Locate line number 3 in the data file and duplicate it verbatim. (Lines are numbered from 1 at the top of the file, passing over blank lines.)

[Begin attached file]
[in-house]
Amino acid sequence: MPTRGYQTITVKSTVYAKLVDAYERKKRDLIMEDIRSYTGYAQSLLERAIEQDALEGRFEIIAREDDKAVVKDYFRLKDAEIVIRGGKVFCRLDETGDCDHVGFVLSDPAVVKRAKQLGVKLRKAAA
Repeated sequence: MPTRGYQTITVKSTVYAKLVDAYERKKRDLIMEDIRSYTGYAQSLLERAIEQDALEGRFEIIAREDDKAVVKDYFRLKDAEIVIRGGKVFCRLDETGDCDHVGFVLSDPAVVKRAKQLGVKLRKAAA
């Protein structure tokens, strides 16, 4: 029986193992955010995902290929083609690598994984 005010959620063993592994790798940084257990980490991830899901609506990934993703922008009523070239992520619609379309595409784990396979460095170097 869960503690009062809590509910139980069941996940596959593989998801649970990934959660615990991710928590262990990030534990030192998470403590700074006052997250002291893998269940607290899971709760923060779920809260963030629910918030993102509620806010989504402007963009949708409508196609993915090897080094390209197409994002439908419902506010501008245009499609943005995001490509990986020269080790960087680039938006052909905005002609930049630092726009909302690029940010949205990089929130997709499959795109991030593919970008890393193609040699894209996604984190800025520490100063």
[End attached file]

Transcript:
Repeated sequence: MPTRGYQTITVKSTVYAKLVDAYERKKRDLIMEDIRSYTGYAQSLLERAIEQDALEGRFEIIAREDDKAVVKDYFRLKDAEIVIRGGKVFCRLDETGDCDHVGFVLSDPAVVKRAKQLGVKLRKAAA